The recombinant technology facilitated the insertion of chosen gene from any organism into the genome of any other organism irrespective of the degree of genetic relationship. Unique feature of genetic engineering (GE) is that a desired gene(s) once identified, isolated from any source totally unrelated to the target plant can be moved in to the target plant with ease. Just because the GE technology involves the gene transfer between unrelated organisms, safety issues were raised from the very beginning of commercialisation of these crops. Therefore, every country that develops them, GE crops and their product are stringently regulated by mandatory rules and regulations for their efficacy, biosafety, environmental safety, and socioeconomic benefits. In fact, the conventional bred cultivars do not undergo such regulations. Therefore, many biotechnologists argue that GM crops are much safer than the crops developed through conventional breeding.
Bt cotton, first and only GE crop in India
Government of India has approved commercial cultivation of three Bt cotton hybrids with Cry1 AC gene as ‘Bollgard I’, in 2002. Subsequently, the other Bt cotton events viz ‘Bollgard II’, ‘GFM–Cry1A’ ‘Event -1’, ‘BNLA 601’ and ‘Event 9124’ were also subjected to the biosafety tests, proved to be safe and approved for cultivation. As of now, less than 1,000 Bt cotton hybrids are available for cultivation. Efforts are on to develop Bt cotton varieties suitable for high density planting and mechanical harvesting in India.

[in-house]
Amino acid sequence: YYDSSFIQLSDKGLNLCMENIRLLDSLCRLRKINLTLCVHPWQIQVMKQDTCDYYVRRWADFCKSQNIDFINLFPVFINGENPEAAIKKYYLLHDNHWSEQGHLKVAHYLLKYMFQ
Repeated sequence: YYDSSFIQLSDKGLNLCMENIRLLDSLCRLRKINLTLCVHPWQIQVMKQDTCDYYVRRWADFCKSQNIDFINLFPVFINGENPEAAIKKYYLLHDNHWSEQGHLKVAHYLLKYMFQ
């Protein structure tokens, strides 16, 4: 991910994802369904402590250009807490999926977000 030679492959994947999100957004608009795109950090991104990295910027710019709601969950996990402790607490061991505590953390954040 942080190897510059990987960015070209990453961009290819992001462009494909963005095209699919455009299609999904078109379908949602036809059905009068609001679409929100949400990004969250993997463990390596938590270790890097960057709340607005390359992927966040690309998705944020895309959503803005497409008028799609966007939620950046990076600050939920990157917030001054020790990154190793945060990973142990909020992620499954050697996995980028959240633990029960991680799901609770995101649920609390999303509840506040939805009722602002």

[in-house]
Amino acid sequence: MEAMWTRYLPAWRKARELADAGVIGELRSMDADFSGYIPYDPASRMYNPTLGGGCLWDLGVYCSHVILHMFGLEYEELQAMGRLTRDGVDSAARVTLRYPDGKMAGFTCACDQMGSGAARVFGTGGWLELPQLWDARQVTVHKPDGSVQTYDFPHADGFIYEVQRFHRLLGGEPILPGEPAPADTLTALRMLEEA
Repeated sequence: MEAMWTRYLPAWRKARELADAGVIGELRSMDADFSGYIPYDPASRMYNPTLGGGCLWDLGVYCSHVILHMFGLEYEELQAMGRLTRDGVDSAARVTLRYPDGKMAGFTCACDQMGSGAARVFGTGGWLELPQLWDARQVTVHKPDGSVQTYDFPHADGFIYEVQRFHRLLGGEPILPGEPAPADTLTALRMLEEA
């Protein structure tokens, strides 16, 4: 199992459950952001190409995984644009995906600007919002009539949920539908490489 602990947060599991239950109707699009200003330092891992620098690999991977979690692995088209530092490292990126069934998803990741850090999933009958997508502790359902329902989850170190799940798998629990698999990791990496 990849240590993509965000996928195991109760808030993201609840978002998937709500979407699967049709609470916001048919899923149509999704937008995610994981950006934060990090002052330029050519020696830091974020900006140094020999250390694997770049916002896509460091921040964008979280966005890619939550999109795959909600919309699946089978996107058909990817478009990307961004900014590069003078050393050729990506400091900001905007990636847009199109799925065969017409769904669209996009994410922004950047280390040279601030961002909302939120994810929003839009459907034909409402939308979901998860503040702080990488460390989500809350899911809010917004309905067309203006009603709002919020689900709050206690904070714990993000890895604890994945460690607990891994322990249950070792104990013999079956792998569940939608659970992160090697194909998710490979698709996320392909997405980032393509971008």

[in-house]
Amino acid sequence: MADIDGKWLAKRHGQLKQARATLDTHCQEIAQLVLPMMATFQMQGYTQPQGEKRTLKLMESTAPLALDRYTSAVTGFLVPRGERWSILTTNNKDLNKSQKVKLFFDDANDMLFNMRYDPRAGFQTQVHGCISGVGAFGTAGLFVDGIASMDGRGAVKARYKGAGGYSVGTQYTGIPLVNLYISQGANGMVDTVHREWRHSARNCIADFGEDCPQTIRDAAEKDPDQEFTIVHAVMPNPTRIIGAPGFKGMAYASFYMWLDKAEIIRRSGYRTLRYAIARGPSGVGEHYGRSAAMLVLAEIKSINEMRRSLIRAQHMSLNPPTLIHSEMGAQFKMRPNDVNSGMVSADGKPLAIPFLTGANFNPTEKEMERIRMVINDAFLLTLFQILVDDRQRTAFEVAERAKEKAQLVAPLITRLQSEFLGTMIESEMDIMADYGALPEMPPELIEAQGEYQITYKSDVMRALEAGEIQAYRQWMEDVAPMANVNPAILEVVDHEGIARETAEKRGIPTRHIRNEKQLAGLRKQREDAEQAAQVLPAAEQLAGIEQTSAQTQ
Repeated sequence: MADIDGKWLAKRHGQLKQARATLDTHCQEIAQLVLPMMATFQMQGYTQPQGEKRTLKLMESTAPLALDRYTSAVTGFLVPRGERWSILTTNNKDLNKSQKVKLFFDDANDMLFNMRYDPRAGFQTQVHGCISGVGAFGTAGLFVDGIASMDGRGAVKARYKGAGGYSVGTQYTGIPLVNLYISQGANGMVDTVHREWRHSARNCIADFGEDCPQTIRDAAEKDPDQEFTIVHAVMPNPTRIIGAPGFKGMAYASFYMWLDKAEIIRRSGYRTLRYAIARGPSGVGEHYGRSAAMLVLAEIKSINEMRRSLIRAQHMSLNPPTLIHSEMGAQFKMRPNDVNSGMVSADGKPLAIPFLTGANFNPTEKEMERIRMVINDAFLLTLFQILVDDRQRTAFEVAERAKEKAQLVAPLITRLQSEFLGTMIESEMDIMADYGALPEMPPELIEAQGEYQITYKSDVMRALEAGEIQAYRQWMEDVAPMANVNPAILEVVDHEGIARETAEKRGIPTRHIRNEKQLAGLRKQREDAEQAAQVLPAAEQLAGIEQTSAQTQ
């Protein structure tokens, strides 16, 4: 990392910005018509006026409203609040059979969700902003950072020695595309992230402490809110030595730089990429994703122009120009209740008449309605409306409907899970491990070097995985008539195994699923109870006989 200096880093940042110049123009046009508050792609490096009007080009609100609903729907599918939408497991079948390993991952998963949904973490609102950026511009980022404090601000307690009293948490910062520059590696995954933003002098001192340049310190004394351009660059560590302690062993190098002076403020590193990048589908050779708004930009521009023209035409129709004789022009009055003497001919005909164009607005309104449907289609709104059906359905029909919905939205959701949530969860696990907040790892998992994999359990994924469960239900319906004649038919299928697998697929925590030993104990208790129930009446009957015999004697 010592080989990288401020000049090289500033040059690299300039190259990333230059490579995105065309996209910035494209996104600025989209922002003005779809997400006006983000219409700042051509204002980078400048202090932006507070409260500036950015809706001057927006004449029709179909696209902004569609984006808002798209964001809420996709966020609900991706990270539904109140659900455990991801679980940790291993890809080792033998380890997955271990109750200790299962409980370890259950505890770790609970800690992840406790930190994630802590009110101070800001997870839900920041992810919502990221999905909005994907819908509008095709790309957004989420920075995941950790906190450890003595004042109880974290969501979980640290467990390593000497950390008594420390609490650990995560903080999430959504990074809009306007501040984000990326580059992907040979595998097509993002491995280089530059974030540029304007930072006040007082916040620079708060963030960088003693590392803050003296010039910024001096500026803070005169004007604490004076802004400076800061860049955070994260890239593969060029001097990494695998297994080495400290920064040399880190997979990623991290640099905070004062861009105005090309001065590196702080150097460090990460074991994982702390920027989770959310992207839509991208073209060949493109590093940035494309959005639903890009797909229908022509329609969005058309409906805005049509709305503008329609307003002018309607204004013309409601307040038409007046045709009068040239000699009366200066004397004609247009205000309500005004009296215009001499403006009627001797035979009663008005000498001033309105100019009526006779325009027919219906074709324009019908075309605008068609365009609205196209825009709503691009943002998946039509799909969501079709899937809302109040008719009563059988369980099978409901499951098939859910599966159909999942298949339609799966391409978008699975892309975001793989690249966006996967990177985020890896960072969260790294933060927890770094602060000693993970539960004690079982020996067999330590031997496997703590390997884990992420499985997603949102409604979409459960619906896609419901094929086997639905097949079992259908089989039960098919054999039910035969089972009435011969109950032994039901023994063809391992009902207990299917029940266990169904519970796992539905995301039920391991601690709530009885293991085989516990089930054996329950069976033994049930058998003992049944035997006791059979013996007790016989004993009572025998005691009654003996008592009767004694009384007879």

In the last 15 years, adoption of Bt cotton in India touched 95 per cent. Out of 12 million ha under cotton cultivation, 11.5 million is occupied by Bt cotton and grown by 7.7 million farmers. It increased the yield from merely 13 million bales in 2002 to 39 million cotton bales. It has contributed enormously to the country’s farm economy. Brookes and Barefoot (2015) provisionally estimated that India’s farm income from Bt cotton increased by USD 18.3 billion in the period between 2002 and 2014 and USD 1.6 billion in 2014 alone. The impact and benefits from Bt cotton in India have been critically examined since its introduction and nearly 12 studies on the economic and ecological advantages of the technology are available. The technology has allowed Indian farmers to benefit from a 39 per cent reduction in pesticide use, a 31 per cent increase in yield and 88 per cent increase in profitability which is equivalent to a $250 gain per hectare.